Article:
İsmail Hakkı Altunbezer was born (1873-1946) in the Kuruçeşme quarter of Istanbul to a family of calligraphers. His father Mehmed İlmi Efendi (1839-1924), a student of Kazasker Mustafa İzzet Efendi (1801-1876), was İsmail Hakkı’s first teacher of calligraphy.
After his graduation with an education in painting from the Sanayi-i Nefise Mektebi (Academy of Fine Arts), he became a student of Sami Efendi (1838-1912) at the Office of the Imperial Chancery of State, and in addition to learning the divani, jeli divani and jeli thuluth styles of calligraphy from his master, after learning to inscribe the tuğra (imperial monogram) he was raised to the status of birinci tuğrakeş (primary scribe of the monogram) at the Sublime Port. In addition to signing the tuğra on formal documents such as decrees, edicts and proclamations issued by the Chancery of State, tuğrakeş İsmail Hakkı Altunbezer also produced the divani and jel divani calligraphy of these manuscripts.
Altunbezer gave lessons in the inscription of the tuğra and in jeli thuluth calligraphy at the school of calligraphy (Medresetü’l-hattatin) opened in 1915, and after the Alphabet Reform was instituted in 1928, he began to give lessons in the gilding of manuscripts.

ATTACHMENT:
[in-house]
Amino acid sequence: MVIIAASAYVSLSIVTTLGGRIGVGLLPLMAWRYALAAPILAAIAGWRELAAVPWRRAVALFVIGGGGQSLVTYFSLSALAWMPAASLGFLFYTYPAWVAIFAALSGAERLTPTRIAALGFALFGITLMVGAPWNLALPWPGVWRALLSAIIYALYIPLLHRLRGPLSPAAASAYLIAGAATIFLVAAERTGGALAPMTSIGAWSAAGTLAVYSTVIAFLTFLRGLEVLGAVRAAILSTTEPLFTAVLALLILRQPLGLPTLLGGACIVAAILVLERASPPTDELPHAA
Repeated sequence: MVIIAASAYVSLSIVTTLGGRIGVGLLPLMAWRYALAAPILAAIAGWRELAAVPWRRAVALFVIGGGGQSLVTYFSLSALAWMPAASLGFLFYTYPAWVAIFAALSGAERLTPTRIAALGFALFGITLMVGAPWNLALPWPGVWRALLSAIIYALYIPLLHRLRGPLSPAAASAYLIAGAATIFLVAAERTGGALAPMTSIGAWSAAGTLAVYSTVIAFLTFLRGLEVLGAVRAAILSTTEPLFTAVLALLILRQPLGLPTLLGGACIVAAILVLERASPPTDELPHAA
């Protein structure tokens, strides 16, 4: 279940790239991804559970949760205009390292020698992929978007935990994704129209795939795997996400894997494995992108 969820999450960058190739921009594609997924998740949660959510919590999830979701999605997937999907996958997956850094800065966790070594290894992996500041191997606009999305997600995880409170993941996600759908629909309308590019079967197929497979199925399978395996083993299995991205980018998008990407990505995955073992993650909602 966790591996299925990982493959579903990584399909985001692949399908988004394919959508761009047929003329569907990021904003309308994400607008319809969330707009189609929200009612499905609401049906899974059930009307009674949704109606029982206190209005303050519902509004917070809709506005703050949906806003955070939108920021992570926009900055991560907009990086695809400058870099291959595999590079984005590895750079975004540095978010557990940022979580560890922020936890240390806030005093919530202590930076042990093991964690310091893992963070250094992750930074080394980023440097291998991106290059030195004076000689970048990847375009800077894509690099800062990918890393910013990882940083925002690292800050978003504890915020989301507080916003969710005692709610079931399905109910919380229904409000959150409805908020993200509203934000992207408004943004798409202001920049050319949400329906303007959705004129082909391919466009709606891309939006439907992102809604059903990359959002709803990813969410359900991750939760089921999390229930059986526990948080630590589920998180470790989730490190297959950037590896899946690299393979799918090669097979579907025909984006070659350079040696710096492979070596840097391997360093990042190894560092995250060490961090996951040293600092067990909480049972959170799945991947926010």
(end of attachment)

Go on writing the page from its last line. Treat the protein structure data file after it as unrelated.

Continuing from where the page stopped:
In this new addition to the Sakıp Sabancı Museum Collection, the work of İsmail Hakkı Altunbezer displays the end of a paragraph and the attribution to the calligrapher in orpiment on a dark ground that has been prepared as a template.
These templates for calligraphy are produced with techniques called iğneleme and silkeleme, which consist of perforation and dusting. The calligrapher writes his inscription on dark-colored paper with orpiment ink, and places a second paper under it; he then proceeds to make perforations around the contours of the script at close intervals with a tool consisting of a long needle mounted on a handle. In this manner the script is copied onto the lower paper; the paper underneath is called the lower template.
The lower template is then arranged on the paper onto which the inscription is to be transferred, and a cloth covered with charcoal dust is rubbed over the pinholes, allowing the pattern of the script to be transferred to the surface underneath. This process is called yazı silkelemek, ‘shaking’ the script. In the Calligraphy Pattern with Hakkı’s signature, the perforations from the needle-pricking process are visible.
This work was purchased and joined the Sakıp Sabancı Museum Calligraphy Collection in April, 2009. The Museum Collection also includes two panels by the calligrapher (130-0246-IHA ve 130-0406-IHA).
Bibliography: Muhittin Serin, Hat Sanatı ve Meşhur Hattatlar, İstanbul, 2003; 90-91, 178-182.